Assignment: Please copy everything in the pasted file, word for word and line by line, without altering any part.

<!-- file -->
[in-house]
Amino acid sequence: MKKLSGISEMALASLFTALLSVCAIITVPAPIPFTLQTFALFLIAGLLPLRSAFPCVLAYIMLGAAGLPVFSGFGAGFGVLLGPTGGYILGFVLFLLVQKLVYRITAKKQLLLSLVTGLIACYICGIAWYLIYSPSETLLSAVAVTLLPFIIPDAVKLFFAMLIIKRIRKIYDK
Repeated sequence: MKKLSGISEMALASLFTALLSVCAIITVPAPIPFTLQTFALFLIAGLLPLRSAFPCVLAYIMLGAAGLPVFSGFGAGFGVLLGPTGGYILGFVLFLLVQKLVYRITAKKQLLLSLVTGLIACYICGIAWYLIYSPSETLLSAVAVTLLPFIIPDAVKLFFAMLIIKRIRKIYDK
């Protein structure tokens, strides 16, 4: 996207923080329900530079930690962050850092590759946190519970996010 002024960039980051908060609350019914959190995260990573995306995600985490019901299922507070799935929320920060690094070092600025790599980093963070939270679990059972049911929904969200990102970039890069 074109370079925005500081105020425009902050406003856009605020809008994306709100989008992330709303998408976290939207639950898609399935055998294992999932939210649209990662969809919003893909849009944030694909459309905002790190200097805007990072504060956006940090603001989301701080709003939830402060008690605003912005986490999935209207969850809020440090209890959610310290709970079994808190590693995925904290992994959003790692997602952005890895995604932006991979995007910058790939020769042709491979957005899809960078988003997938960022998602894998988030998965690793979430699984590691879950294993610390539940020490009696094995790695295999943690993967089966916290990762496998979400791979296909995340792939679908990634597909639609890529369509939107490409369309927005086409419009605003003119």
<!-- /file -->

[in-house]
Amino acid sequence: MKKLSGISEMALASLFTALLSVCAIITVPAPIPFTLQTFALFLIAGLLPLRSAFPCVLAYIMLGAAGLPVFSGFGAGFGVLLGPTGGYILGFVLFLLVQKLVYRITAKKQLLLSLVTGLIACYICGIAWYLIYSPSETLLSAVAVTLLPFIIPDAVKLFFAMLIIKRIRKIYDK
Repeated sequence: MKKLSGISEMALASLFTALLSVCAIITVPAPIPFTLQTFALFLIAGLLPLRSAFPCVLAYIMLGAAGLPVFSGFGAGFGVLLGPTGGYILGFVLFLLVQKLVYRITAKKQLLLSLVTGLIACYICGIAWYLIYSPSETLLSAVAVTLLPFIIPDAVKLFFAMLIIKRIRKIYDK
């Protein structure tokens, strides 16, 4: 996207923080329900530079930690962050850092590759946190519970996010 002024960039980051908060609350019914959190995260990573995306995600985490019901299922507070799935929320920060690094070092600025790599980093963070939270679990059972049911929904969200990102970039890069 074109370079925005500081105020425009902050406003856009605020809008994306709100989008992330709303998408976290939207639950898609399935055998294992999932939210649209990662969809919003893909849009944030694909459309905002790190200097805007990072504060956006940090603001989301701080709003939830402060008690605003912005986490999935209207969850809020440090209890959610310290709970079994808190590693995925904290992994959003790692997602952005890895995604932006991979995007910058790939020769042709491979957005899809960078988003997938960022998602894998988030998965690793979430699984590691879950294993610390539940020490009696094995790695295999943690993967089966916290990762496998979400791979296909995340792939679908990634597909639609890529369509939107490409369309927005086409419009605003003119």